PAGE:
Thursday, 31 July 2014

Workshop on Implicit Cognitions

Sophie Stammers
On Tuesday 15th July the University of Nottingham held a workshop on Implicit Cognitions, organised by network member Jules Holroyd. The workshop was part of the Leverhulme funded research project on Bias and Blame.

Sophie Stammers (KCL) started the afternoon with her paper ‘Not Conscious, Not Responsible?’. Stammers critically examined the account of bias and responsibility given in Neil Levy’s book (which he has presented on this blog). Stammers put pressure on three claims of Levy’s:

1) Agents are not conscious of the morally relevant facts regarding attitudes which generate implicitly biased actions.

2) Implicitly biased actions are generated by attitudes which are inconsistent with the agent’s endorsed values.

3) Implicitly biased actions are generated by attitudes which are not responsive to reasons at the personal-level.

With respect to 1), Stammers discussed the specificity of the morally relevant facts, and depending on this, whether agents might after all be aware of such facts. With respect to 2), she discussed what is meant by an agent’s endorsed values. And with respect to 3) she gave two interpretations of the claim by distinguishing two ways of interpreting what it means for actions to not be responsive to reasons. Stammers concluded with the claims that agents might be conscious of some morally relevant facts, that some aspects of their actions are assessable, and that implicit biases might be no less responsive to reasons than some explicit attitudes (the latter of which we are morally responsible for).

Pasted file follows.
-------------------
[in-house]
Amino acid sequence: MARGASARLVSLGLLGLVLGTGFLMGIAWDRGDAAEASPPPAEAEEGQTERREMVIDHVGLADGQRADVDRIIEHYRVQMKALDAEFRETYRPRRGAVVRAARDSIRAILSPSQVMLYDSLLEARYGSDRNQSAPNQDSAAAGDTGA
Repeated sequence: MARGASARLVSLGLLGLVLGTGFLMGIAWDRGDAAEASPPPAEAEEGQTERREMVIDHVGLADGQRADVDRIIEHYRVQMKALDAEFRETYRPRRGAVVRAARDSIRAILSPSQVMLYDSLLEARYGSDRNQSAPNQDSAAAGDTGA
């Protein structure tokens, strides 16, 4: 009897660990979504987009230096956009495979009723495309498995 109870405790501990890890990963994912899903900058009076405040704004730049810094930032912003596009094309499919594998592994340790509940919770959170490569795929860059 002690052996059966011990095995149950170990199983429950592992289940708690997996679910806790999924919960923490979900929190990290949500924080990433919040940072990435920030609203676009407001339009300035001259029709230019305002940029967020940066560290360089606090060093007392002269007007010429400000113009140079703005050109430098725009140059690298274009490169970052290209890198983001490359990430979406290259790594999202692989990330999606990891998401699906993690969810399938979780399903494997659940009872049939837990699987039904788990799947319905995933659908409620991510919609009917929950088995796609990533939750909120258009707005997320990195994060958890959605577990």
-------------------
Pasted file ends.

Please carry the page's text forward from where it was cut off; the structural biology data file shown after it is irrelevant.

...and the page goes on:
Tuesday, 29 July 2014

Questions and Reasoning in Schizophrenia and Delusion

Matthew Parrott
Schizophrenia and delusion are typically described as involving some kind of impairment in a subject's ability to reason (e.g., Coltheart et. al., 2011; Coltheart, 2007; Davies and Egan 2013; Garety and Freeman, 1999). Yet, although there is evidence indicating that subjects diagnosed with these psychiatric conditions reason in anomalous ways, in many cases the pattern of reasoning they exhibit looks to be more optimal than the one exhibited by non-psychiatric controls. Most famously, we have known for a number of years that both schizophrenic and delusional subjects 'jump to conclusions' on probabilistic reasoning tasks (Fine, et. al., 2007) but their performance on these tasks is very close to a Bayesian model of ideal rationality. Secondly, there is some recent evidence that suggests schizophrenic subjects may be better at reasoning with conditionals. According to one study, they seem to be less susceptible to believability biases (Owen, et. al., 2007) and according to another they seem to be better at falsifying conditionals with negated antecedents (Mellet, et. al., 2006).

Thursday, 24 July 2014

Workshop on The Challenges of Mental Health for Social Science and Policy

King's College London, Waterloo Campus
On 19th June 2014, a workshop on “The Challenges of Mental Health for Social Science and Policy” was held at the King’s College London, Waterloo Campus. Supported by the King’s Interdisciplinary Social Science Doctoral Training Centre’s Science & Society initiative and organized by the Department of Social Science, Health and Medicine, the workshop hosted a number of distinguished speakers and experts on mental health and involved postgraduate and early career researchers. The workshop consisted of three sections, psychiatry, social policy and social science.

The workshop opened with a psychiatry session. Prof. Derek Bolton observed that psychiatry is to a large extent concerned with psychosocial phenomena. However, current efforts to reconceptualise “mental disorders as brain circuits” create privilegization of “brain circuitry” in causation of mental illness, leaving psychosocial factors out and thus presenting well-known reductionist epistemological pitfalls. Nevertheless, the Research Domain Criteria project (RDoC), despite creating tensions, also holds the possibility of developing new diagnostic tools. Bolton suggested that genetics and social determinants of health, for instance, as interconnected fields of mental health research, hold the promise of inclusive scope for mental health research and treatment strategies.